Association for Conflict Resolution – 2011 Peacemaker Award
Tim Pownall on behalf of the PACIS project in faith-based diplomacy accepted the 2011 Peacemaker Award given each year by the Association for Conflict Resolution. The Association for Conflict Resolution (ACR) is an organization committed to awareness of conflict resolution in the public.
ACR’s vision is that “All people know their choices
for conflict resolution.”
As part of its mission to empower individuals by giving them choices for quality conflict resolution, each year the ACR presents the Peacemaker Award to recognize an individual or organization’s significant and sustained contribution to the cause of peace. Since 2001, this award has recognized efforts to help resolve ethnic, religious, or civil conflicts around the globe by the effective employment of various conflict resolution approaches. In presenting this award each year, ACR notes that the purpose of conflict resolution is to “bring peace to troubled relationships, whether domestic, organizational, environmental, or international.” ACR presented the Peacemaker Award to Tim Pownall and the PACIS Project in Faith-Based Diplomacy of the Straus Institute for Dispute Resolution of Pepperdine University in recognition of its effort to resolve troubled relationships in the Middle East. Tim Pownall is founding director of the PACIS project with Rev. Brian Cox of the International Center for Religion and Diplomacy and Michael Zacharia.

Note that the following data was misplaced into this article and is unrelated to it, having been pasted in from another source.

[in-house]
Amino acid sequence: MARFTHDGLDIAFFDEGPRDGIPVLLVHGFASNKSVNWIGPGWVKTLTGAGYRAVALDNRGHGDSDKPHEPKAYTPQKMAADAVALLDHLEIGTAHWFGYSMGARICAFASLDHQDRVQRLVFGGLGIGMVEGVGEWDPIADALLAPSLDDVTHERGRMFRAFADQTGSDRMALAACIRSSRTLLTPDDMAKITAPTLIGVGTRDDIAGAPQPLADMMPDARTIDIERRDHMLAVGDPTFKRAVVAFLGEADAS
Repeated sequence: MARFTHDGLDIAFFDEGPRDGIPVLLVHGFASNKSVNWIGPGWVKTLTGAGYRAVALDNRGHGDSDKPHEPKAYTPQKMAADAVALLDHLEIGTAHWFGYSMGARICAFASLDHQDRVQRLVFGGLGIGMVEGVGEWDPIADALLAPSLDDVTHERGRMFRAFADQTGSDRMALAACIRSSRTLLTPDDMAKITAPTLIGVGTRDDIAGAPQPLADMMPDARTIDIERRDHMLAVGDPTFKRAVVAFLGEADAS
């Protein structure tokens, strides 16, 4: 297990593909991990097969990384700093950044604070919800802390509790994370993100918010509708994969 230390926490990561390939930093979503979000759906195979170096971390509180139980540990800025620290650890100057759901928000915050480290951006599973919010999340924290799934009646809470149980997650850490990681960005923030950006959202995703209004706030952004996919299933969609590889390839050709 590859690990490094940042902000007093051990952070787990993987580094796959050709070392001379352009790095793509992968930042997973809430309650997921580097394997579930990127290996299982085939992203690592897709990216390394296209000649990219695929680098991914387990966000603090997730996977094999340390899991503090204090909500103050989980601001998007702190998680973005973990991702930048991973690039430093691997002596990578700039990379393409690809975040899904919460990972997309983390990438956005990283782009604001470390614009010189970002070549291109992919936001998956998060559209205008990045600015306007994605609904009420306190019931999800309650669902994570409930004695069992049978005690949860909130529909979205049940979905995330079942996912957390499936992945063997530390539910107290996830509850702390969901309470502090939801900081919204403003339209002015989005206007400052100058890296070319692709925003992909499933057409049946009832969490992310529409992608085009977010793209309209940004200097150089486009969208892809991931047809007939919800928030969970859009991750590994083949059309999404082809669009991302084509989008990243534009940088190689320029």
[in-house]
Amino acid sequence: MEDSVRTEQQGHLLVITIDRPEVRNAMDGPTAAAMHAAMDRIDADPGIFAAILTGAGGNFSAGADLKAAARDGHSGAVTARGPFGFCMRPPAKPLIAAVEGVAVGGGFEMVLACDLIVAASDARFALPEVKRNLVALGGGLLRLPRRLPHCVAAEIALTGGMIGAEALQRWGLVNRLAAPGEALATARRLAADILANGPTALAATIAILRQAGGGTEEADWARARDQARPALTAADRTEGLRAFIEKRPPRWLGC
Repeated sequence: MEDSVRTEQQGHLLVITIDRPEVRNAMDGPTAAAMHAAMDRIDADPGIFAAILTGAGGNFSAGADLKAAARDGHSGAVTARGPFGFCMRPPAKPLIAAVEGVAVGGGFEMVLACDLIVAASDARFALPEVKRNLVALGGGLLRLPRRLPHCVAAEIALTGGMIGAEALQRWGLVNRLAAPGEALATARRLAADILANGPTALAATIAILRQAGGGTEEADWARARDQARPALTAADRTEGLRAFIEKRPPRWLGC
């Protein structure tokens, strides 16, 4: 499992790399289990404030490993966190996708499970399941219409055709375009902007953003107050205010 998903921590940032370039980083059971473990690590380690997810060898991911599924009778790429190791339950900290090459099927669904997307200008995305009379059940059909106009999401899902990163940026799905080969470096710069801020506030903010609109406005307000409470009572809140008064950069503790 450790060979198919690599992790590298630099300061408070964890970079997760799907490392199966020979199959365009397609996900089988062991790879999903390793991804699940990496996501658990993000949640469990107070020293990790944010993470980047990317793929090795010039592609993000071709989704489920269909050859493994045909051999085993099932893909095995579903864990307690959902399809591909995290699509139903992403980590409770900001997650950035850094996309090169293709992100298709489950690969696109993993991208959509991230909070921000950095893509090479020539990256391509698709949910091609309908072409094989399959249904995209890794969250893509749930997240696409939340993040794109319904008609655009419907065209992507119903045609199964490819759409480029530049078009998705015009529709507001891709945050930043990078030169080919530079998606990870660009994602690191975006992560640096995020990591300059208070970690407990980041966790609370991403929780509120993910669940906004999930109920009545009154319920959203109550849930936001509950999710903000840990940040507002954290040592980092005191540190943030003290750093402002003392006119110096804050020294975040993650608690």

On a recent trip to the Middle East with the PACIS project, Tim Pownall met with the Secretary General of the Muslim Brotherhood. When asked why someone from the West wanted to meet with a leader from the Muslim Brotherhood, Pownall responded, “Politics has made enemies of us. Yet my faith says that I am supposed to love you. And I can’t love you without knowing you.”
In employing faith-based diplomacy, the PACIS project seeks to use faith as a portal and a vehicle towards a deeper conversation. By examining sacred texts, one’s peace tradition is often remarkably similar to the peace tradition of one’s enemy. Only through rec- ognizing that all are created equal in the eyes of God can both sidesbegin to employ practical problem solving.
True transformation does not begin with pieces of paper embodying a peace agreement between government official. Tim Pownall notes, “People are not prepared to live together in peace because the idea of faith-based diplomacy and faith-based Abrahamic reconciliation has not been socialized in their respective societies.” The PACIS project with its strategic partners initiates and facilitates this conversation to begin to create lasting peace.